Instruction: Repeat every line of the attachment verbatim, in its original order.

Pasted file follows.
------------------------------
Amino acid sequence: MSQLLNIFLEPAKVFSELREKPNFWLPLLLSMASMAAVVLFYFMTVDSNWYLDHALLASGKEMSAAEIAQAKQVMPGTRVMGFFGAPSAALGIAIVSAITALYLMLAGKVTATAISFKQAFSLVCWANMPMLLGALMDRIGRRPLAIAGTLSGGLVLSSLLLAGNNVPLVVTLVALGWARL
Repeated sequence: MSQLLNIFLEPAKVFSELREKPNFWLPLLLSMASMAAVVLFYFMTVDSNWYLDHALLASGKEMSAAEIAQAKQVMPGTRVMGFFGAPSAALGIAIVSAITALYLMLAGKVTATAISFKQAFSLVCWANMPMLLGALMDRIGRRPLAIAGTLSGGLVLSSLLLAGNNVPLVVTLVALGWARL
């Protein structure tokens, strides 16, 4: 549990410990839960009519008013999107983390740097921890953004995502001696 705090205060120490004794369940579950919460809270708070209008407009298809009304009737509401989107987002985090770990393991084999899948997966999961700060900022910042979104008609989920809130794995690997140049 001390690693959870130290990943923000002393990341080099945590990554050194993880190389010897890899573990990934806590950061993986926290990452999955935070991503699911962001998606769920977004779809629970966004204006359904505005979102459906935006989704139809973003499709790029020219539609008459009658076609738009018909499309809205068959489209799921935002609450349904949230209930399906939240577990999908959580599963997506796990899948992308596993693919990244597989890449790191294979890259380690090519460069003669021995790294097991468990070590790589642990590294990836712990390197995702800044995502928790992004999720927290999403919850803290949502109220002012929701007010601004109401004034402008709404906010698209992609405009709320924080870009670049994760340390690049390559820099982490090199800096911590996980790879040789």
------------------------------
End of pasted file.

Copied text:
Amino acid sequence: MSQLLNIFLEPAKVFSELREKPNFWLPLLLSMASMAAVVLFYFMTVDSNWYLDHALLASGKEMSAAEIAQAKQVMPGTRVMGFFGAPSAALGIAIVSAITALYLMLAGKVTATAISFKQAFSLVCWANMPMLLGALMDRIGRRPLAIAGTLSGGLVLSSLLLAGNNVPLVVTLVALGWARL
Repeated sequence: MSQLLNIFLEPAKVFSELREKPNFWLPLLLSMASMAAVVLFYFMTVDSNWYLDHALLASGKEMSAAEIAQAKQVMPGTRVMGFFGAPSAALGIAIVSAITALYLMLAGKVTATAISFKQAFSLVCWANMPMLLGALMDRIGRRPLAIAGTLSGGLVLSSLLLAGNNVPLVVTLVALGWARL
């Protein structure tokens, strides 16, 4: 549990410990839960009519008013999107983390740097921890953004995502001696 705090205060120490004794369940579950919460809270708070209008407009298809009304009737509401989107987002985090770990393991084999899948997966999961700060900022910042979104008609989920809130794995690997140049 001390690693959870130290990943923000002393990341080099945590990554050194993880190389010897890899573990990934806590950061993986926290990452999955935070991503699911962001998606769920977004779809629970966004204006359904505005979102459906935006989704139809973003499709790029020219539609008459009658076609738009018909499309809205068959489209799921935002609450349904949230209930399906939240577990999908959580599963997506796990899948992308596993693919990244597989890449790191294979890259380690090519460069003669021995790294097991468990070590790589642990590294990836712990390197995702800044995502928790992004999720927290999403919850803290949502109220002012929701007010601004109401004034402008709404906010698209992609405009709320924080870009670049994760340390690049390559820099982490090199800096911590996980790879040789």